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|Title: ||Semi-Parametric Mixture Models for Censored Data, with Applications in the Field of Antimicrobial Resistance|
|Authors: ||Jaspers, Stijn|
|Advisors: ||Aerts, Marc|
|Issue Date: ||2016|
|Abstract: ||Ever since the accidental discovery and isolation of penicillin by Sir Alexander Fleming, different antibiotics and antimicrobials have been discovered, thereby changing the entire direction of approaches to treating infectious diseases. Unfortunately, over the last decades, there has been a decrease in the number of antimicrobials that are effective in treating infections and antimicrobial resistance (AMR) has become one of the main public health concerns. Therefore, it is extremely important to study and monitor the emergence of isolates with a reduced susceptibility against antimicrobials. This monitoring is based on data that constitute minimum inhibitory concentration (MIC) values, which are most commonly collected using dilution experiments. A direct result of this kind of experiments is that data are censored, a data complexity that needs to be accounted for in the analysis.
In this dissertation, we exploited the benefits of mixture models to estimate the MIC density of specific microorganisms that are tested for susceptibility against a specific antimicrobial. Indeed, mixture models are ideally suited to model unobserved population heterogeneity. In the AMR setting, the general population is divided into two main sub-population, which can be referred to as the wild-type and non-wildtype populations, respectively. The wild-type population, typically located on the left of the MIC distribution, is assumed to have no acquired or mutational resistance. It commonly shows a uni-modal distribution reflecting a slight biological variability around a mode which is not altered by changing circumstances over time. On the other hand, the non-wild-type component can be much more complex as it is commonly composed of different sub-groups of non-wild-type isolates that have acquired different resistance mechanism. Therefore, the general mixture model considered throughout the dissertation is composed of two main components, reflecting the wild-type and non-wild-type populations.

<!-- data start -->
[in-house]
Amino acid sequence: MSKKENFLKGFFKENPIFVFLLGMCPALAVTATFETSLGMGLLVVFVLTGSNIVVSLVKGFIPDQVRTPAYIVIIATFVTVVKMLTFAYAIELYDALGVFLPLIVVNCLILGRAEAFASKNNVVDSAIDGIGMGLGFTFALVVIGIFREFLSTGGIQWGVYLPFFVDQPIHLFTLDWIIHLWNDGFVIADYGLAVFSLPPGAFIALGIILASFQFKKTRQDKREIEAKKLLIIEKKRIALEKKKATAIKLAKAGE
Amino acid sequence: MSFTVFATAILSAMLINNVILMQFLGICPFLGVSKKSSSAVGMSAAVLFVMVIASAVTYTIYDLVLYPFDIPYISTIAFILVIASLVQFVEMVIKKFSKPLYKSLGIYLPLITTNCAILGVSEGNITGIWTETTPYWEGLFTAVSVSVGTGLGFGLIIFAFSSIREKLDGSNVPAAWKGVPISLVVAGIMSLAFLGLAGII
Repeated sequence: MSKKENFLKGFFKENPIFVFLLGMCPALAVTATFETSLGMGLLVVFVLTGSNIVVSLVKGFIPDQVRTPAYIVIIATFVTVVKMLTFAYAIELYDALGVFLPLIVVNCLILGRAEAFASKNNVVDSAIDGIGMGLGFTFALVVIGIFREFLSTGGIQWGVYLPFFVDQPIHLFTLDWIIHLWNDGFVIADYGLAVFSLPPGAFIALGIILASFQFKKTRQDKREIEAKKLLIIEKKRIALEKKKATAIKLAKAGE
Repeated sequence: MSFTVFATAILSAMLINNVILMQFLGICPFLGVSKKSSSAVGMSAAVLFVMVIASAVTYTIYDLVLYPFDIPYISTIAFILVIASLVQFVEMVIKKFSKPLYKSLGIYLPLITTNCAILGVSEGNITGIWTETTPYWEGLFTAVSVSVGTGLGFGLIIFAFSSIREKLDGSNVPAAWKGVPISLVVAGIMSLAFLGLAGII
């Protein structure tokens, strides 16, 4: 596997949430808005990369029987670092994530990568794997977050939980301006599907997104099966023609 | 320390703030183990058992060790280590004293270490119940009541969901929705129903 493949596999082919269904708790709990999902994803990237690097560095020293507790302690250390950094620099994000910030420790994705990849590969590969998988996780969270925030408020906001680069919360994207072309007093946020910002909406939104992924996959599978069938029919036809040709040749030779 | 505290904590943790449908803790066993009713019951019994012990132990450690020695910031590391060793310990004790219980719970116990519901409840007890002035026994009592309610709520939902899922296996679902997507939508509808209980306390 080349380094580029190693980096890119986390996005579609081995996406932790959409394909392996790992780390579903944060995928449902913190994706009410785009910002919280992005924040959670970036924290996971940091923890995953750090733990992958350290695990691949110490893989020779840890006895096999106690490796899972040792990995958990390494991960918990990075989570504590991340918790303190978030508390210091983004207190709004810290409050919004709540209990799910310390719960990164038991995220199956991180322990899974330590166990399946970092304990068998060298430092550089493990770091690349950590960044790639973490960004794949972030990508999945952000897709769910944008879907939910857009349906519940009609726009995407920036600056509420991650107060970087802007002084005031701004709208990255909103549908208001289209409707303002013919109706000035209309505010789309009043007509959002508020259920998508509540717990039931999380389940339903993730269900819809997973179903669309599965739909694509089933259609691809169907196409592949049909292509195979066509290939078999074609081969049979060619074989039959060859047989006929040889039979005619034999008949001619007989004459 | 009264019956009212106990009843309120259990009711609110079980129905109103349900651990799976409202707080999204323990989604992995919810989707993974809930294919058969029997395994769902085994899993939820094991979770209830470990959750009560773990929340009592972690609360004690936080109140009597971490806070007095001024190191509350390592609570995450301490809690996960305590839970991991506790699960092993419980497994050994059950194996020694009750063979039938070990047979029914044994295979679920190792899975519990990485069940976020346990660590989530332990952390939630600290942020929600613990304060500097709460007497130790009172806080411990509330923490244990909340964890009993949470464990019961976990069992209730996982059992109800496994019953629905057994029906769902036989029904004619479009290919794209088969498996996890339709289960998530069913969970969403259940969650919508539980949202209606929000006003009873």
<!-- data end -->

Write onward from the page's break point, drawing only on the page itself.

In Chapter 4, we adopted a local view and focused on the estimation of the wildtype component only. We developed the multinomial based method, which is encompassed in the likelihood framework. Different parametric assumptions can be made regarding the density of the wild-type component and the assumptions can be compared using the AIC criterion. As an alternative, we also presented a model averaged approach, which employs the Akaike weights to construct a single, averaged estimate based on all fitted models. In this way, the wild-type part of the MIC value density of interest can be quantified in case a representative sample of the desired antibiotic-bacterium combination is available. Once quantified, the estimated density can be employed to derive some specific characteristics of interest, such as the epidemiological cut-off (ECOFF) that distinguishes wild-type isolates from non-wild-type isolates. The developed model was compared to a non-linear least squares regression approach (Turnidge et al., 2006) through a simulation study and promising results were obtained.